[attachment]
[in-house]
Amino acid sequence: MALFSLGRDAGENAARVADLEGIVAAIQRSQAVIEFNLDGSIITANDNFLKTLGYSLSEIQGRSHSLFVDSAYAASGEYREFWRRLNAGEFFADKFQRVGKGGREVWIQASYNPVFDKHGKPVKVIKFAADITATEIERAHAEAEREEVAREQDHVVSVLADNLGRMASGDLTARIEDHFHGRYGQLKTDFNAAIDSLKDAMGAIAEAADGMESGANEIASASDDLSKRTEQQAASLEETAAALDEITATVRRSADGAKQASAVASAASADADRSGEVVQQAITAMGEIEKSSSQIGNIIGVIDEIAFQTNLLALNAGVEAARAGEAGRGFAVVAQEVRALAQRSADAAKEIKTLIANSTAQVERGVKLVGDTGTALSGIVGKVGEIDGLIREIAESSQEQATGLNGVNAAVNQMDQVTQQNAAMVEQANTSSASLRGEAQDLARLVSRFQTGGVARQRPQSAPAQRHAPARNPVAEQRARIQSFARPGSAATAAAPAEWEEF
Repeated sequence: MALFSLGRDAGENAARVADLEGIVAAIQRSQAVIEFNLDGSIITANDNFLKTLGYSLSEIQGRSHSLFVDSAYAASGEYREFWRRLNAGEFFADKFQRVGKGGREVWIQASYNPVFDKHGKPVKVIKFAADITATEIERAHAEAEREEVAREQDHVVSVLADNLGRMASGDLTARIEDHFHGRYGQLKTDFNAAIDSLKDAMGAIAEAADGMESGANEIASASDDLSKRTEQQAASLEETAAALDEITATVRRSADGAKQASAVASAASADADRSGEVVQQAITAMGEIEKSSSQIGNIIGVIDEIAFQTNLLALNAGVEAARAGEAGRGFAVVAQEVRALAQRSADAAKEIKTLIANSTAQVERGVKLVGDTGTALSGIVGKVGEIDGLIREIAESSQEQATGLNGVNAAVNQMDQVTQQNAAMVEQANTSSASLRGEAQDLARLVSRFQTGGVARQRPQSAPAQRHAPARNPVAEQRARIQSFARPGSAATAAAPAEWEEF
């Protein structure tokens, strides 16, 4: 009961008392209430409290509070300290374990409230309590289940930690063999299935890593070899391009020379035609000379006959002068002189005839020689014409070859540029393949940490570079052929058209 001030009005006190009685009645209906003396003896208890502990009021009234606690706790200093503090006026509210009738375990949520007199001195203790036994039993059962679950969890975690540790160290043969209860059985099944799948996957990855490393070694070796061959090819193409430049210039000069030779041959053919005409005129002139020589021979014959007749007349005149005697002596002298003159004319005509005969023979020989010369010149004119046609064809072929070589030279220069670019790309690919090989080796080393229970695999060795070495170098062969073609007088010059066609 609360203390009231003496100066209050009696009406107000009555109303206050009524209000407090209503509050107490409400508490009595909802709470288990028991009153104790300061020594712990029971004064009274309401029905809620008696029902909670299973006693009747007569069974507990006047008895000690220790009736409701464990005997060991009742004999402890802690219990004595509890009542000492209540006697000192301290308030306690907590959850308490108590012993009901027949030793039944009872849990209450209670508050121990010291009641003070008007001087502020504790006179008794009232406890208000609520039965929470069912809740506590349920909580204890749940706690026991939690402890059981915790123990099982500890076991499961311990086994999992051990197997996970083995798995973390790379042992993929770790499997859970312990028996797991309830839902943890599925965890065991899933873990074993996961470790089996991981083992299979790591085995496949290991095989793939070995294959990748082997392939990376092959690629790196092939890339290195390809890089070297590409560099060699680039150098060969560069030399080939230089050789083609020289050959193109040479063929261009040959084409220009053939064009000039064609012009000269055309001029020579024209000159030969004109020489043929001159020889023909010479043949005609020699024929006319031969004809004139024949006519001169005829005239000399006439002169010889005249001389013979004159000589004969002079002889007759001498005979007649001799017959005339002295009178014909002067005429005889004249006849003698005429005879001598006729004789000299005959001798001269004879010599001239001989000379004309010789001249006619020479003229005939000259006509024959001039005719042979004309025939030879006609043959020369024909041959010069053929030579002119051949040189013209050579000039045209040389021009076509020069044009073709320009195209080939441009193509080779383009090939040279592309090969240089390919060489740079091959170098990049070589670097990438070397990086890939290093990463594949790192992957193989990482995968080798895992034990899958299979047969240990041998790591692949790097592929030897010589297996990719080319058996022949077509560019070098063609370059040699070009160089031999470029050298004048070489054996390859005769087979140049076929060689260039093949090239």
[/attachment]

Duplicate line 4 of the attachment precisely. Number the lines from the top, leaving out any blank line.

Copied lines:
């Protein structure tokens, strides 16, 4: 009961008392209430409290509070300290374990409230309590289940930690063999299935890593070899391009020379035609000379006959002068002189005839020689014409070859540029393949940490570079052929058209 001030009005006190009685009645209906003396003896208890502990009021009234606690706790200093503090006026509210009738375990949520007199001195203790036994039993059962679950969890975690540790160290043969209860059985099944799948996957990855490393070694070796061959090819193409430049210039000069030779041959053919005409005129002139020589021979014959007749007349005149005697002596002298003159004319005509005969023979020989010369010149004119046609064809072929070589030279220069670019790309690919090989080796080393229970695999060795070495170098062969073609007088010059066609 609360203390009231003496100066209050009696009406107000009555109303206050009524209000407090209503509050107490409400508490009595909802709470288990028991009153104790300061020594712990029971004064009274309401029905809620008696029902909670299973006693009747007569069974507990006047008895000690220790009736409701464990005997060991009742004999402890802690219990004595509890009542000492209540006697000192301290308030306690907590959850308490108590012993009901027949030793039944009872849990209450209670508050121990010291009641003070008007001087502020504790006179008794009232406890208000609520039965929470069912809740506590349920909580204890749940706690026991939690402890059981915790123990099982500890076991499961311990086994999992051990197997996970083995798995973390790379042992993929770790499997859970312990028996797991309830839902943890599925965890065991899933873990074993996961470790089996991981083992299979790591085995496949290991095989793939070995294959990748082997392939990376092959690629790196092939890339290195390809890089070297590409560099060699680039150098060969560069030399080939230089050789083609020289050959193109040479063929261009040959084409220009053939064009000039064609012009000269055309001029020579024209000159030969004109020489043929001159020889023909010479043949005609020699024929006319031969004809004139024949006519001169005829005239000399006439002169010889005249001389013979004159000589004969002079002889007759001498005979007649001799017959005339002295009178014909002067005429005889004249006849003698005429005879001598006729004789000299005959001798001269004879010599001239001989000379004309010789001249006619020479003229005939000259006509024959001039005719042979004309025939030879006609043959020369024909041959010069053929030579002119051949040189013209050579000039045209040389021009076509020069044009073709320009195209080939441009193509080779383009090939040279592309090969240089390919060489740079091959170098990049070589670097990438070397990086890939290093990463594949790192992957193989990482995968080798895992034990899958299979047969240990041998790591692949790097592929030897010589297996990719080319058996022949077509560019070098063609370059040699070009160089031999470029050298004048070489054996390859005769087979140049076929060689260039093949090239």